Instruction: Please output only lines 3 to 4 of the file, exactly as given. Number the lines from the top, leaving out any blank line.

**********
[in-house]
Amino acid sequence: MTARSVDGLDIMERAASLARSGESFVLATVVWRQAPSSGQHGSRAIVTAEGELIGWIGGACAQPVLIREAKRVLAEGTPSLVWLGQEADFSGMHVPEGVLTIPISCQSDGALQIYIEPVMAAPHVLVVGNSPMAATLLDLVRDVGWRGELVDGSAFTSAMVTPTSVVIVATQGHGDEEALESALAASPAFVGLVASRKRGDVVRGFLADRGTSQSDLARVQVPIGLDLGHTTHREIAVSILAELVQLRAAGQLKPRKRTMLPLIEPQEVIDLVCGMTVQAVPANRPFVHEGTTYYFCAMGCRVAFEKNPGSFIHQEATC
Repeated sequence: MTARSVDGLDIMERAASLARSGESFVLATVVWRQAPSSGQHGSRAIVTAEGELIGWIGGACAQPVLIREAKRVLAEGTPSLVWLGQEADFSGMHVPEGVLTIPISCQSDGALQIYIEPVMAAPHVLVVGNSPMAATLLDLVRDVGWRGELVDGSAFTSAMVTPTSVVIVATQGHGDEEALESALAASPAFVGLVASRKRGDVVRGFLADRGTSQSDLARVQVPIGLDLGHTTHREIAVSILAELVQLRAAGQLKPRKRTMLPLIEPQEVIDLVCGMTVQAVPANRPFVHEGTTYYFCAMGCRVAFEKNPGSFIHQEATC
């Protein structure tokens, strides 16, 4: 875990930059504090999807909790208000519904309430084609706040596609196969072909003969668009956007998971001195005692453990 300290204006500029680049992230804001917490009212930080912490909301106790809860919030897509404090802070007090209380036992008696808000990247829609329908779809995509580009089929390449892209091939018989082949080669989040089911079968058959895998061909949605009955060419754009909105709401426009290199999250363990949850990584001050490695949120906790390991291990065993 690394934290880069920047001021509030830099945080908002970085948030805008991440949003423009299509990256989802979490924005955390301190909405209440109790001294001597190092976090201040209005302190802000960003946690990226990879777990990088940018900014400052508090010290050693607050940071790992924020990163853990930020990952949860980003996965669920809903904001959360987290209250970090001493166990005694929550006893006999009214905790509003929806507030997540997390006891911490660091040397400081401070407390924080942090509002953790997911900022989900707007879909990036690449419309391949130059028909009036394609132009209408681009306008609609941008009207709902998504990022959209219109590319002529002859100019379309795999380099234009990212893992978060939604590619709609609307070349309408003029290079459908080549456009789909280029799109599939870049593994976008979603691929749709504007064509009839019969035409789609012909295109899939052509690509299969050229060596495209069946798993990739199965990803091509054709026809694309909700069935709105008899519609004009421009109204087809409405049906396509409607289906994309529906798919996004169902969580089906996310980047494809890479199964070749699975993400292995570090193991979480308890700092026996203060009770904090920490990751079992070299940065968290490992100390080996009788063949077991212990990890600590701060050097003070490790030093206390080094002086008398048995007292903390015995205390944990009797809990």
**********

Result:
Repeated sequence: MTARSVDGLDIMERAASLARSGESFVLATVVWRQAPSSGQHGSRAIVTAEGELIGWIGGACAQPVLIREAKRVLAEGTPSLVWLGQEADFSGMHVPEGVLTIPISCQSDGALQIYIEPVMAAPHVLVVGNSPMAATLLDLVRDVGWRGELVDGSAFTSAMVTPTSVVIVATQGHGDEEALESALAASPAFVGLVASRKRGDVVRGFLADRGTSQSDLARVQVPIGLDLGHTTHREIAVSILAELVQLRAAGQLKPRKRTMLPLIEPQEVIDLVCGMTVQAVPANRPFVHEGTTYYFCAMGCRVAFEKNPGSFIHQEATC
């Protein structure tokens, strides 16, 4: 875990930059504090999807909790208000519904309430084609706040596609196969072909003969668009956007998971001195005692453990 300290204006500029680049992230804001917490009212930080912490909301106790809860919030897509404090802070007090209380036992008696808000990247829609329908779809995509580009089929390449892209091939018989082949080669989040089911079968058959895998061909949605009955060419754009909105709401426009290199999250363990949850990584001050490695949120906790390991291990065993 690394934290880069920047001021509030830099945080908002970085948030805008991440949003423009299509990256989802979490924005955390301190909405209440109790001294001597190092976090201040209005302190802000960003946690990226990879777990990088940018900014400052508090010290050693607050940071790992924020990163853990930020990952949860980003996965669920809903904001959360987290209250970090001493166990005694929550006893006999009214905790509003929806507030997540997390006891911490660091040397400081401070407390924080942090509002953790997911900022989900707007879909990036690449419309391949130059028909009036394609132009209408681009306008609609941008009207709902998504990022959209219109590319002529002859100019379309795999380099234009990212893992978060939604590619709609609307070349309408003029290079459908080549456009789909280029799109599939870049593994976008979603691929749709504007064509009839019969035409789609012909295109899939052509690509299969050229060596495209069946798993990739199965990803091509054709026809694309909700069935709105008899519609004009421009109204087809409405049906396509409607289906994309529906798919996004169902969580089906996310980047494809890479199964070749699975993400292995570090193991979480308890700092026996203060009770904090920490990751079992070299940065968290490992100390080996009788063949077991212990990890600590701060050097003070490790030093206390080094002086008398048995007292903390015995205390944990009797809990």